But, most salons have found various ways to tough out the last few years. The range of products and services they supply, and the costs, have changed. A hairdresser that doesn't offer beauty treatments or sale of hair cleaning or grooming products is a rarity nowadays. Most have decided that the wider the range of products and services they can offer, the more likely they are to get customers, both new and repeat.
Another way that the pain has been lessened is of course, cutting costs. Commercial rents have been renegotiated, supplier discounts have been increased and any other product or service that they receive has been reduced to the lowest possible cost.
Salon insurance is one area where the potential for cost saving is great. The difference between business, car and home insurance is not much at all. You have seen the adverts on the T.V. for the past dozen or so years saying that by going to XYZ insurance company someone has saved anything up to £200-£300. Whatever you are told, business insurance is exactly the same. If you shop around enough, you will always save yourself money on your premium. But, the difficulty is, the premium is only half the story. What about the level of cover, the excess, the terms and conditions and the service you get when you have a claim?
These are very important and you really do need to consider these aspects when you are considering moving your insurance cover elsewhere.
You can get salon insurance for less, but the best, and safest way to do this is to speak to a business insurance broker. You may ask why, and the answer is quite wide-ranging. To trade as an insurance broker, you need to apply to, and receive formal authorisation "to trade" from the Financial Service Authority. Without it, we cannot sell any insurance companies products.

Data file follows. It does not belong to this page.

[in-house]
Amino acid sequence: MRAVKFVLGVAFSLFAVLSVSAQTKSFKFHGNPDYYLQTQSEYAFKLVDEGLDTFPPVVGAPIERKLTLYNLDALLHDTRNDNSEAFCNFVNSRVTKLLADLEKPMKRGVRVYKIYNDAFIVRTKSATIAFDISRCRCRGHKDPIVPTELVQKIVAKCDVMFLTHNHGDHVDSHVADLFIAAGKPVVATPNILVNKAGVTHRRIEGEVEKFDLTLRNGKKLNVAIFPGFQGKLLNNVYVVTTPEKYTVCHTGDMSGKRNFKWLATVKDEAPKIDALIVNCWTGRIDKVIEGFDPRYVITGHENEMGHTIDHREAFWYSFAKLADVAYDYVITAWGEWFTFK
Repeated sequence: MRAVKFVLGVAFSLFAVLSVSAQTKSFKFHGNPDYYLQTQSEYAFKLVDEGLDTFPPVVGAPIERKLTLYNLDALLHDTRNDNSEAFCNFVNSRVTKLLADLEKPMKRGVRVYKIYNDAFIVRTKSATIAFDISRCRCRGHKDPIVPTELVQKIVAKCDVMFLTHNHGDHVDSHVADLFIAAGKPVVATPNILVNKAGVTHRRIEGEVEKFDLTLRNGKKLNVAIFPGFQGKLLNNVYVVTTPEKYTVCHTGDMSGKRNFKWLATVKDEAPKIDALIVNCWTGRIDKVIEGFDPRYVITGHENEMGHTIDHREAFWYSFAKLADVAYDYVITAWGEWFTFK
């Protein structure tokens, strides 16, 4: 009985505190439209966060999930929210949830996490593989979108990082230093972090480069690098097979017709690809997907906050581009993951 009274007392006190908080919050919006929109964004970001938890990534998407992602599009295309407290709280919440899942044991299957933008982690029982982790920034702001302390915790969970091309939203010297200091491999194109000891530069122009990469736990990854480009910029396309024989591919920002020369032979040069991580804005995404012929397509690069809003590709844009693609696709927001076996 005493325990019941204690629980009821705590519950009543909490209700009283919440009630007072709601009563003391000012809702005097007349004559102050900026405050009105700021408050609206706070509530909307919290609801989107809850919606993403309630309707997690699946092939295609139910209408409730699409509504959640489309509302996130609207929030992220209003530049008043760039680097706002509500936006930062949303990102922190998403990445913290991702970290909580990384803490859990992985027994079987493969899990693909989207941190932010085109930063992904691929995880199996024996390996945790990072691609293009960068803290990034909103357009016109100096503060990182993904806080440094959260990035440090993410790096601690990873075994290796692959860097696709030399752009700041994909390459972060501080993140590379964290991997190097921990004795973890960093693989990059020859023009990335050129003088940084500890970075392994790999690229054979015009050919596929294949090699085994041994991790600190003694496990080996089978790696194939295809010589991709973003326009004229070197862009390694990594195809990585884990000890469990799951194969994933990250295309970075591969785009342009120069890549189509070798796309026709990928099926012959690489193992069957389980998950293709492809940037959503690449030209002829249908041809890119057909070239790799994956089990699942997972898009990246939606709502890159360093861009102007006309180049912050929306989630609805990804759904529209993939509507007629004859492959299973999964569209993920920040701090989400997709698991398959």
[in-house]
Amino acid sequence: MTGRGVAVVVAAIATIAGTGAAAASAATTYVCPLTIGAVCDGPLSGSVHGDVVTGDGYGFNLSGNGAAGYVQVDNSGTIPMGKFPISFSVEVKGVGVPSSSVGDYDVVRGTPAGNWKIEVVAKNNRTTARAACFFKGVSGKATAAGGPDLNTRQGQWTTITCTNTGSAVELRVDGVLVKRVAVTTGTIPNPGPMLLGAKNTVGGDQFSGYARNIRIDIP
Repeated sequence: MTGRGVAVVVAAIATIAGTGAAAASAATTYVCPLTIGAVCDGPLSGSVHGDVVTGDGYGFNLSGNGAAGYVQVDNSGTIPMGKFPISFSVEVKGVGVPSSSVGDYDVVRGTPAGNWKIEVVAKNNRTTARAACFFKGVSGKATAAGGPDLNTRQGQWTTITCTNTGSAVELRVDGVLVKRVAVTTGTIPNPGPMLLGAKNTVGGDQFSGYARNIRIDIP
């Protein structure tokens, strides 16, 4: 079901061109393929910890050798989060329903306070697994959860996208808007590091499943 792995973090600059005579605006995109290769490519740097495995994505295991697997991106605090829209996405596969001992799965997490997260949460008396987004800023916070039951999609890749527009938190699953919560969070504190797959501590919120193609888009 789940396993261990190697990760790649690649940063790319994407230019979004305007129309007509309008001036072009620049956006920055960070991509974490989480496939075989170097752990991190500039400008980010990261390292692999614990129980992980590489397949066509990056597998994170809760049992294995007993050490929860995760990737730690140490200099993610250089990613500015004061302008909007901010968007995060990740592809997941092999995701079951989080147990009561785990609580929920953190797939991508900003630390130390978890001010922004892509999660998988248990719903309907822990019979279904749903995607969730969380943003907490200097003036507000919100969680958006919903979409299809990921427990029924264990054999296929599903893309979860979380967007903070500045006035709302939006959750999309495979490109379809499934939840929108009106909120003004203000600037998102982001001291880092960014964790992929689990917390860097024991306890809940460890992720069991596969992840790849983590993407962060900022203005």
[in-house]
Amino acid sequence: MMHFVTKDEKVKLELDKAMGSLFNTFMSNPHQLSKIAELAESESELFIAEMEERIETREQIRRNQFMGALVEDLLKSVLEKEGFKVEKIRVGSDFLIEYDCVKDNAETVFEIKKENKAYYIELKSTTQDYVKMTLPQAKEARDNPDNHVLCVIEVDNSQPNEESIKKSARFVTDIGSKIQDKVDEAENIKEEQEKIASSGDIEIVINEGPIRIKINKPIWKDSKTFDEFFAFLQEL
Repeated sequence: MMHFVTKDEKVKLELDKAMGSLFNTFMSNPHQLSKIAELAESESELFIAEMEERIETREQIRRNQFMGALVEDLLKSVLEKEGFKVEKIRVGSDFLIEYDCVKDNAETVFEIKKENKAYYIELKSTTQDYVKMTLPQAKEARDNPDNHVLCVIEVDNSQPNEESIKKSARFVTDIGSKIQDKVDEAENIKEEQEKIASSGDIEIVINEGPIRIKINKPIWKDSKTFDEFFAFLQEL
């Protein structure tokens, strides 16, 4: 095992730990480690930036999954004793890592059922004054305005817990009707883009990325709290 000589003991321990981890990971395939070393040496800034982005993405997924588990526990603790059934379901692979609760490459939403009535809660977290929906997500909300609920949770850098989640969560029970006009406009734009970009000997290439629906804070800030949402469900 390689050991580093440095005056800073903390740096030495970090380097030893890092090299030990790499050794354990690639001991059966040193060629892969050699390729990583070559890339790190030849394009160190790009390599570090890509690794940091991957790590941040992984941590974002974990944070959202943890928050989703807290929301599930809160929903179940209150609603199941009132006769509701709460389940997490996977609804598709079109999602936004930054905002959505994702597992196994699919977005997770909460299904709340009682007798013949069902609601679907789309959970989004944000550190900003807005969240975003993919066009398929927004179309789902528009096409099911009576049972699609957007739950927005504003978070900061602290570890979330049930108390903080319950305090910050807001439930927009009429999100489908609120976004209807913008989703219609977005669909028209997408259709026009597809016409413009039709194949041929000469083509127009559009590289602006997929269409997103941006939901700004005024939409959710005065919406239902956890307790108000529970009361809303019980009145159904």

So, if you are looking to get a better quote and you speak to a broker, we have to abide by certain rules, regulations and guidelines. One of these is Treating Customers Fairly. We cannot offer you a cheaper quote, without pointing out the differences in cover, if there are any. If you look yourself and visit various different websites that "offer" to compare business insurance, you will not receive any help and advice. All you get is a premium in big red flashing letters, saying "buy me". Then, there will be a small link saying "terms and conditions" or "policy wording" or something similar. It is here that you find whether there are any onerous terms or huge excesses. Go through a broker, and they will point these differences out to you. If they don't and you can prove it, then you have a case to go to the Ombudsman at a later date.